“The speed at which we operate today has changed the whole business landscape,” he says. “On a scientific basis, these neurons are ‘wired to fire’. But the wiring is now being interrupted – the firing that’s going on is the constant interruptions in our lives, and because of those interruptions the wiring craves further interruption.

“So most people suffer from ‘focus interruptus’,” he says. “We now interrupt ourselves without realising it, so the wiring doesn’t have a chance to settle and it you’re not applying any kind of practice or skill – which is what I train people to do – then we ‘surrender’ to having a bad memory sooner.”

Bornstein demonstrates to me how he teaches people to learn numbers, and highlights the importance of reinforcement within the first ten days. “To reinforce that neuron wiring, they say seven times in ten days is the rule.”

The Six MITs

Another takeaway rule from Bornstein’s workshops to help with productivity is the Six MITs (Most Important Things). This is where you write down in order of priority the six most important tasks you want to accomplish the next day. You focus on each of those tasks until it is accomplished, and any leftovers become the priority for the following day’s list.

This one simple strategy can make a world of difference to individuals and businesses, he says.

At the end of the day all marketing is memory training, adds Bornstein. “You’re training people to remember our message, to remember our practice, to watch us in action and see that we’re true to our word.

“Getting employees to adopt this practice, to train them to build teams around celebrating what your company does, through example, is paramount.”

Bornstein often asks CEOs for the top five words that describe their business and give them a reason to come to work every day – five words that define their core values and behaviours. It’s important that these words are kept top of mind by everyone within the organisation, otherwise company performance will lag in unexpected ways, he says. “And every touchpoint is an opportunity for you to build your brand.”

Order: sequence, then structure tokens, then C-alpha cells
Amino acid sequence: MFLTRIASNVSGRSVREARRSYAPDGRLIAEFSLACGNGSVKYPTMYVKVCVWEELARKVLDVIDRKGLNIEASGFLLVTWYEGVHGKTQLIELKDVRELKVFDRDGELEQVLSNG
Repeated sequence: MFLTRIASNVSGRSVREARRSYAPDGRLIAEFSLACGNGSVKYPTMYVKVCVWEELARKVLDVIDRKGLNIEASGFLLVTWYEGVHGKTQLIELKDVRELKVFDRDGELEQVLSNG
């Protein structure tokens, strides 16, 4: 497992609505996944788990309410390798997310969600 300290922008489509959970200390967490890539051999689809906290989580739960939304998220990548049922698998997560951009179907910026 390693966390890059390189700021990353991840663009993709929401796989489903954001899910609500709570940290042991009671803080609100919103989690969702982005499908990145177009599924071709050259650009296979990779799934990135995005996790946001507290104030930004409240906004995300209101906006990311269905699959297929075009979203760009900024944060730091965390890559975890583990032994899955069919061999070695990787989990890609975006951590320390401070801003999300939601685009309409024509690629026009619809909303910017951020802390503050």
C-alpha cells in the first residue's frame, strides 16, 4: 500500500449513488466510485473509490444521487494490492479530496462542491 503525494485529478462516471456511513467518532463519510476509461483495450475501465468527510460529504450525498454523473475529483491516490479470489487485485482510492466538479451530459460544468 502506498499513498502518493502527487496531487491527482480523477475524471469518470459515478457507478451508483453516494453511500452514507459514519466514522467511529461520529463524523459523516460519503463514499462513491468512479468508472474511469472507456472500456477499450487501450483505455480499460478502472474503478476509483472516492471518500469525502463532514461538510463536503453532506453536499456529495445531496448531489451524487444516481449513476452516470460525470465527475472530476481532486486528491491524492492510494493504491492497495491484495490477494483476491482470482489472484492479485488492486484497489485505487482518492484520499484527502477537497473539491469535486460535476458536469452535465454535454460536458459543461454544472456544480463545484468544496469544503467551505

To help define those words, Bornstein gives his workshop attendees a 6-Step MemoryPower Work-Up. “It’s a sort of working document that helps people chronicle the stories that define what their company does.”

Everybody has a phenomenal memory, says Bornstein. “But what they lack is good organisational skills and the way to retrieve vital information.” It’s also about having the right attitude he says. For example, when it comes to remembering names and faces there are steps that forge the process of recall.

“It starts with a good attitude – ‘it’s easy and I like it’, that’s what people say to me all the time about my training, says Bornstein. “Because often it’s the negative self-talk that talks you out of accomplishing anything.”

Associating images with a person’s name is a powerful way of sharpening ones memory. He calls it a ‘visual vocabulary’. As an example, with his own surname Bornstein, think of a baby and a beer glass (stein) – a ‘baby Einstein’ perhaps. He knows of one executive in Texas who took just 30 days to learn 600 names using this methodology.

All boiled down, the main purpose of Bornstein’s training is to address the question: ‘Why choose your company?’ Understand that you need to sharpen and differentiate your message to other companies, and remember it, he says, so you can progress a relationship from being complete strangers to ultimately becoming strategic allies.

Anything’s possible, it seems, when you harness the power of memory.